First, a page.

Selected comments on a Language Log post by Geoffrey K. Pullum, "When a word is redundant enough to be omitted", 8/25/2008.

Shimon Edelman (link):

I share John Cowan's aversion to the word "ungrammatical". In Geoff Pullum's posting, the root of the problem is nicely exposed for all to see in this passage: "It doesn't have its roots in semantics or logic; these are facts of syntax (though they have semantic connections)." The ontological status of "facts of syntax" (or grammaticality that's independent from acceptability) is the same as that of the tooth fairy: there is no independent empirical evidence for it, and phenomena attributed to it can be better explained by other means.

Geoff Pullum (link):

My friend Shimon Edelman believes that the notion "grammatical" has tooth-fairy status, and that the concept to replace it is that of probability. There are utterances with high probability features and utterances with low probability features, and that's all. He really does appear to believe this. It is a view that I have urged him to jettison. It will not be possible (so I predict) to differentiate my (1) and (2) in probability terms. As to whether there simply isn't a grammaticality issue with (1), as John Cowan thinks, we need to have his answer to Mark's question. (If there is no ungrammaticality in (1), by the way, we are fine, and formulating the rules of grammar becomes easier, not harder. Nothing about Shimon Edelman's view, that the distinction between grammatical and ungrammatical doesn't exist, would get any support from that purely empirical finding, if it were indeed a finding.)

Shimon Edelman (link):

In his reply to my comment, Geoff kindly offered a framework within which to interpret my repudiation of "grammaticality." I feel obliged to clarify it, however briefly. If grammaticality is dissociated from acceptability, it becomes empirically vacuous (joining the club that has "facts of syntax" and "competence" among its members); if it is defined in terms of acceptability, it loses its claim for a separate existence. Probability enters the picture as follows: utterances whose various features — in the given context and given the sum total of the listener's experience — are more probable will be deemed by the listener more acceptable. One of the features in question is utterance length (hence the difference in acceptability between long and short versions of Geoff's example with which the present thread started). Importantly, however, the probabilities in question are always conditioned on context (including extralinguistic context); this is the crucial component of the framework to which I subscribe that has been left out of Geoff's summary of my views.

Mark Seidenberg (link)

The issue that Edelman raises–about the status of "grammaticality" vs. "acceptability," has a long, fraught history and I don't think it's ever been resolved adequately. Carson Schutze's book (The empirical base of linguistics, 1996) is a good place to start. Two brief points on what has been an extensive discussion since the beginnings of generative linguistics.

1. about the "lack of independent evidence" for grammaticality that Edelman mentions: many theoretical linguists think it isn't required, for basic, principled reasons. Chomsky's argument from the 1970s went something like this (I can't find the quotes but a better web searcher like Mark probably can). The simple sentences of the language aren't informative, every theory can account for them, and so we need to look at edge constructions that are unusual and infrequently used ("Which pot is soup easy to cook in," and so on). That's where the information is. Then it turned out that grammaticality judgments for such sentences usually turned out to be inconsistent even among experts (as in the sentence Geoff discussed; BTW both short and long versions are just fine for me). At that point, Chomsky made a very interesting move, which had enormous influence: he said we should look to the theory to help adjudicate the unclear cases.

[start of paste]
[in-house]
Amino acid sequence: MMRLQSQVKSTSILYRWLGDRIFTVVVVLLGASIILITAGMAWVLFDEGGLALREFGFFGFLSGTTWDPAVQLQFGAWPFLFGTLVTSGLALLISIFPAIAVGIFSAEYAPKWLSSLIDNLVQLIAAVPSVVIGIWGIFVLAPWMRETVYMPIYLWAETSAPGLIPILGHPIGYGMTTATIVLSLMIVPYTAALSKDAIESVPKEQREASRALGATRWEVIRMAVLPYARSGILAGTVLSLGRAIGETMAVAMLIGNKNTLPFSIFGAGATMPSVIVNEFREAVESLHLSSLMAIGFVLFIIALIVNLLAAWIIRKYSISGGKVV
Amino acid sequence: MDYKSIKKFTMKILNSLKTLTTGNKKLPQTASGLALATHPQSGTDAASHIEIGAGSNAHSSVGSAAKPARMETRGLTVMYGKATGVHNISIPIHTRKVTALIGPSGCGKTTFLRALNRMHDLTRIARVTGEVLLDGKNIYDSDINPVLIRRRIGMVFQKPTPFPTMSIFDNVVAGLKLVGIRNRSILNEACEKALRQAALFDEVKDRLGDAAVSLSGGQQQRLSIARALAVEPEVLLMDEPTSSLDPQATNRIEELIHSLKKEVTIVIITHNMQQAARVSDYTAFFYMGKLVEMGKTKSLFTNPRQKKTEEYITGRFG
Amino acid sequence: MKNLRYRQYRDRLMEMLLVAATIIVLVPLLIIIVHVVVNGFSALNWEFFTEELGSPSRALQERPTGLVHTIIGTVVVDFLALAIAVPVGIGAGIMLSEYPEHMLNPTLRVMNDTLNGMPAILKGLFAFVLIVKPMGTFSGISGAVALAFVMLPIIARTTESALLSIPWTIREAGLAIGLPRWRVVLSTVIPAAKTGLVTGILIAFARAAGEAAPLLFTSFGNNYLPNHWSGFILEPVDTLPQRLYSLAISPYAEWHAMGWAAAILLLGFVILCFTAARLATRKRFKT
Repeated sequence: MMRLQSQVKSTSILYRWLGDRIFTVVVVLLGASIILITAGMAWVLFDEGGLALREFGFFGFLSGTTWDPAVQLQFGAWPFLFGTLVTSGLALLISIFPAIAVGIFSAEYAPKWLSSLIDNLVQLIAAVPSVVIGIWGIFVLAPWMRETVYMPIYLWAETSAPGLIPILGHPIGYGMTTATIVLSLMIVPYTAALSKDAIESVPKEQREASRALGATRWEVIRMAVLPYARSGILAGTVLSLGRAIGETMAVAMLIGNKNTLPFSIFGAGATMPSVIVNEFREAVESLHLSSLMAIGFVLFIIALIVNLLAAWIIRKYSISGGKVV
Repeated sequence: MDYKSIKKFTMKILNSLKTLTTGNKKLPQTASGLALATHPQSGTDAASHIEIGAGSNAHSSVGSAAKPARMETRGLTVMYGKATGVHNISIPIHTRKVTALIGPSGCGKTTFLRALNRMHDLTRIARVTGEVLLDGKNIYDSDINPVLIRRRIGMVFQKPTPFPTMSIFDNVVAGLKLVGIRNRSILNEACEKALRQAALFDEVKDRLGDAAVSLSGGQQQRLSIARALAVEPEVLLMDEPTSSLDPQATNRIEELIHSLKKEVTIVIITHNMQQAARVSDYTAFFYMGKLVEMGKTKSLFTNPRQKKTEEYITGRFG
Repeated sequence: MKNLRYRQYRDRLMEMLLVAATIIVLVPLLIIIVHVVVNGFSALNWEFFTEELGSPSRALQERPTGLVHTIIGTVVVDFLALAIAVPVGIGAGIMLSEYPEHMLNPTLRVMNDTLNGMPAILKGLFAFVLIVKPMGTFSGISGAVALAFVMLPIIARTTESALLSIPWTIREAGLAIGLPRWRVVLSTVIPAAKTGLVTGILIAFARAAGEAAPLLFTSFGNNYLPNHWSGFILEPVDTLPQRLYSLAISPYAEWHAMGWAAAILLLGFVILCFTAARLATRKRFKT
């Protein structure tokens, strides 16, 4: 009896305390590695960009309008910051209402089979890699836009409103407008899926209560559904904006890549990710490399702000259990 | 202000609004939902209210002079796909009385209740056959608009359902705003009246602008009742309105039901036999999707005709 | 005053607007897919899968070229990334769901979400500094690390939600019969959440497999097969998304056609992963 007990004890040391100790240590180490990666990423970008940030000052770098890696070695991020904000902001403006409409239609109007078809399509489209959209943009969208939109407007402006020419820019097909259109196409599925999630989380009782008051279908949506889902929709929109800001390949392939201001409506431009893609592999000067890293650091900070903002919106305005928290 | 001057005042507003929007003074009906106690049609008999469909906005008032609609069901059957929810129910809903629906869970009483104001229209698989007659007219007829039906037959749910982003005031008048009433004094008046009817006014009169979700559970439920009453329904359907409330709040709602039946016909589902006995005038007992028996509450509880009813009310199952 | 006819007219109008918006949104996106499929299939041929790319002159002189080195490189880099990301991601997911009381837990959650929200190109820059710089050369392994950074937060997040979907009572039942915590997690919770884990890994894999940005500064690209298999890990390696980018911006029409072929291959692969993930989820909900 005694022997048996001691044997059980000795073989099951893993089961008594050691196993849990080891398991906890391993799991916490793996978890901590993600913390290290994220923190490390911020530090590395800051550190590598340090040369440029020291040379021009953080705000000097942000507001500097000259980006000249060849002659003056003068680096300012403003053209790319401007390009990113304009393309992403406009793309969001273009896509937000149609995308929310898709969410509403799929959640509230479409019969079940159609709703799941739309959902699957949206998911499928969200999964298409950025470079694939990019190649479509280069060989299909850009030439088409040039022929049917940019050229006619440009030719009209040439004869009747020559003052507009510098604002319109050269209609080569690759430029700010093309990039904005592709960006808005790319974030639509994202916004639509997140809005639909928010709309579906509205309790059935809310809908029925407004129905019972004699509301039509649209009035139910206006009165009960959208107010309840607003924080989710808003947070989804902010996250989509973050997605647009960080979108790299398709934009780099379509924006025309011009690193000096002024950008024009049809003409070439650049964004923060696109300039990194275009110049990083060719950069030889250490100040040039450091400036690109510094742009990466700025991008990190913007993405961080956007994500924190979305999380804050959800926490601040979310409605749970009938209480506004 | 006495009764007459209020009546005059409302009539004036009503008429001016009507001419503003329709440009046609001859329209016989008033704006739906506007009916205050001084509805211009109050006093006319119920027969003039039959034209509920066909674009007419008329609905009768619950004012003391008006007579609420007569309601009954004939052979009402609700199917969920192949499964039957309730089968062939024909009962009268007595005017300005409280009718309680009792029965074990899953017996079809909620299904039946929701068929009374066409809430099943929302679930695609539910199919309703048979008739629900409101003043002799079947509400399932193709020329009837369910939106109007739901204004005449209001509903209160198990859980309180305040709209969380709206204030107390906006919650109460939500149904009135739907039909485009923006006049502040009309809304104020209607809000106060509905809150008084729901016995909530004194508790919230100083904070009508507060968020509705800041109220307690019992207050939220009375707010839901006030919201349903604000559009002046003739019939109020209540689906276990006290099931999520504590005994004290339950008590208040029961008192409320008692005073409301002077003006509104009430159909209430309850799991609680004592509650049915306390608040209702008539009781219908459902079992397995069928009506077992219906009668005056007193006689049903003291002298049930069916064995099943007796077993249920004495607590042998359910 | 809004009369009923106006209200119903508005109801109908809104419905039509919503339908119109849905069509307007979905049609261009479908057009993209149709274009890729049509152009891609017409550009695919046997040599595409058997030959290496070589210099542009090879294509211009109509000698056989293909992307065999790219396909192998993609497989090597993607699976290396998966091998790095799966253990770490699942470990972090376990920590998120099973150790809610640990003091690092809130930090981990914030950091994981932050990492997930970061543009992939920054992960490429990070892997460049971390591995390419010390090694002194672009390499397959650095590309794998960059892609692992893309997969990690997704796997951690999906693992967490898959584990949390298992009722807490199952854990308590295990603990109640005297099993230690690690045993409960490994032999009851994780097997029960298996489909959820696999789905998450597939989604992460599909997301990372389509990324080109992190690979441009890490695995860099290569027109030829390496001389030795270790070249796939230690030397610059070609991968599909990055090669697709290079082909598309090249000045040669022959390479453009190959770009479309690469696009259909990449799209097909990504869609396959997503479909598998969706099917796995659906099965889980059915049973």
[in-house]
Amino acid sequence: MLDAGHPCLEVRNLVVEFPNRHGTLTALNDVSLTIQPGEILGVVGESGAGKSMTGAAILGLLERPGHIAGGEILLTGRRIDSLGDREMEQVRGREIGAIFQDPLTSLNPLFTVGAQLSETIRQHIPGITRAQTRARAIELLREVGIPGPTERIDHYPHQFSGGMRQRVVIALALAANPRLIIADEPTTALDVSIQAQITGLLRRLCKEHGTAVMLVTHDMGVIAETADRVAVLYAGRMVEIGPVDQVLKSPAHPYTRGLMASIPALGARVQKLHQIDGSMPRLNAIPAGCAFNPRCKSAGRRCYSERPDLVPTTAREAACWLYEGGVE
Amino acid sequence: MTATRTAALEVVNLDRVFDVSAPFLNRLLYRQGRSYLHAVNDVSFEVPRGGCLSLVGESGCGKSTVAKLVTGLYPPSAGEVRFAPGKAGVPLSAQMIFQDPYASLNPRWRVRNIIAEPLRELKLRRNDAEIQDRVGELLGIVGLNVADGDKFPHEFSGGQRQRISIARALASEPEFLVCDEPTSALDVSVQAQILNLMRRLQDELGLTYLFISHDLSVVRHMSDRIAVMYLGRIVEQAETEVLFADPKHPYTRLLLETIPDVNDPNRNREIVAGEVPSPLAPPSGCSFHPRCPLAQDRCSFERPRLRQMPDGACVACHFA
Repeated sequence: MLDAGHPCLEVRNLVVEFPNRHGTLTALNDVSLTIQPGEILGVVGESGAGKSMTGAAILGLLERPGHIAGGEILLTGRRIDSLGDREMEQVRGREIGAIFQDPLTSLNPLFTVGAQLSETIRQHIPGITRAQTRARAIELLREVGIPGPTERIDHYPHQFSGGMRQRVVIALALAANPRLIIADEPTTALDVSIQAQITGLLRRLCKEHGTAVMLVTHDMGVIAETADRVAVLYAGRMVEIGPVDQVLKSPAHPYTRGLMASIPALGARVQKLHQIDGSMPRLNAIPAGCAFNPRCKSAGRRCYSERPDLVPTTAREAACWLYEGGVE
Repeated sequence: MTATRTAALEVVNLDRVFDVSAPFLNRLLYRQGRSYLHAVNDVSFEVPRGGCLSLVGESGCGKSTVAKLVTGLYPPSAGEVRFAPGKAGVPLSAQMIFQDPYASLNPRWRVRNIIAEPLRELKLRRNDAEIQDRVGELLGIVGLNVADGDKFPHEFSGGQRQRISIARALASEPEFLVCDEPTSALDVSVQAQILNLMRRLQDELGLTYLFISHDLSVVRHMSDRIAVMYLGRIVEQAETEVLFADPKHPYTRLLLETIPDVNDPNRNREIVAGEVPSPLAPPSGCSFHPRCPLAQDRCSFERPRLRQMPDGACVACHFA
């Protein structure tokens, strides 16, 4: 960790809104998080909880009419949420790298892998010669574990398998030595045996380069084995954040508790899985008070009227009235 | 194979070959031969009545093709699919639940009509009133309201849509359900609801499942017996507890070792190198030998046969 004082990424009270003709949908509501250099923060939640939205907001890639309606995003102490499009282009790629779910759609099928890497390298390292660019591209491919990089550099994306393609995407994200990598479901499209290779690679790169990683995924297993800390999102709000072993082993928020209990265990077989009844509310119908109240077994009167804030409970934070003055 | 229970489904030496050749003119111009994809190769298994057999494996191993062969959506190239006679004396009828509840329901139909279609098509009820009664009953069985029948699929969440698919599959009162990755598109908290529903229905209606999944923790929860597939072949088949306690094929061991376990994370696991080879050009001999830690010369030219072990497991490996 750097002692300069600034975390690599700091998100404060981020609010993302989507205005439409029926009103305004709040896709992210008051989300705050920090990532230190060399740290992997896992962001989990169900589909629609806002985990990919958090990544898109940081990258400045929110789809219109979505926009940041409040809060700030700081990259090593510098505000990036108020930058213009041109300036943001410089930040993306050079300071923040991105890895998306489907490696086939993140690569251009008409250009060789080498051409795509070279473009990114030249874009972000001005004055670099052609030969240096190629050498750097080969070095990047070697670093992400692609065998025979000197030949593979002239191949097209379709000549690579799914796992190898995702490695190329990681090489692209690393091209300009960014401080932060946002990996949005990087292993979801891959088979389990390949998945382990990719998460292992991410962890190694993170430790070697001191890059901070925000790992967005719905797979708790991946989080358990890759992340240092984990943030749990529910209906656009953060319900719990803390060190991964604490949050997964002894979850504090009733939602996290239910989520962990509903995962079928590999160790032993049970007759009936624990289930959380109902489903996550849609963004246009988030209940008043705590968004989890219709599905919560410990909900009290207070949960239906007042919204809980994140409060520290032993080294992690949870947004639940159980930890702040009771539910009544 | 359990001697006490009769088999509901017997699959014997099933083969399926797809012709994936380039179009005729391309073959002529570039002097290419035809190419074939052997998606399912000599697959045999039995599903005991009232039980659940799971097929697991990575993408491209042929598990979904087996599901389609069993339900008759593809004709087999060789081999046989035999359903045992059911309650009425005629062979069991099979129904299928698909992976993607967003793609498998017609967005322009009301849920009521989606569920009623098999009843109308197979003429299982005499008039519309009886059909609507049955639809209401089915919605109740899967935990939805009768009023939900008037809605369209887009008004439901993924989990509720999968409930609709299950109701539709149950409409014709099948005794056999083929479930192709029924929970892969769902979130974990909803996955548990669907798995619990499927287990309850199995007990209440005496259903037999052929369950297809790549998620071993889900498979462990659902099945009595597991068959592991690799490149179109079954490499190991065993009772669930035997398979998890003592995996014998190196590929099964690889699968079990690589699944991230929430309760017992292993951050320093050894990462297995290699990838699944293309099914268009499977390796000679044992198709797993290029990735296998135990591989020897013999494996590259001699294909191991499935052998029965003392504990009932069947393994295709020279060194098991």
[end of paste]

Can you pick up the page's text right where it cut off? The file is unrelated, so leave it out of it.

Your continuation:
This means that the critical evidence for grammaticality is theory-internal, based on criteria such as whether the analysis of a particular of a borderline sentence conformed to principles developed in connection with other sentences. A borderline construction might be judged grammatical if doing so avoided complicating the grammar, violating some other elegant bit of formal analysis, etc. Of course, this becomes highly circular. The complex sentences provide the data for the theory of what's grammatical; the theory decides the cases where grammaticality judgments are unclear.

2. Grammaticality has a fuzzy structure: there are clear cases at the extremes, which seems encouraging, but then there are sentences that fill in the rest of the continuum. What to do with them? People maintain the idea that there should be a boundary in there someplace, and differ where they place it and why, which generates endless discussion, prescriptivist fury, etc. Some recent theoretical work has introduced graded notions such as degrees of grammaticalitiy. But I say, why bother? The important issue is what's going on in the black box that is comprehending and producing utterances; how the outputs of that box are sorted and judged seems less important, to me. Which is why I am a psycholinguist, not a syntactician.

Grammars such as the one that Geoff co-authored are hugely useful, of course; I just don't think "grammaticality" has much theoretical force or gets us far in understanding language acquisition and processing and their brain bases. Or should have as much as it has been assigned.

I don't mean to be polemical here; there is a lot more to be said on the issues on both sides, but this is a comment in a blog not a thesis.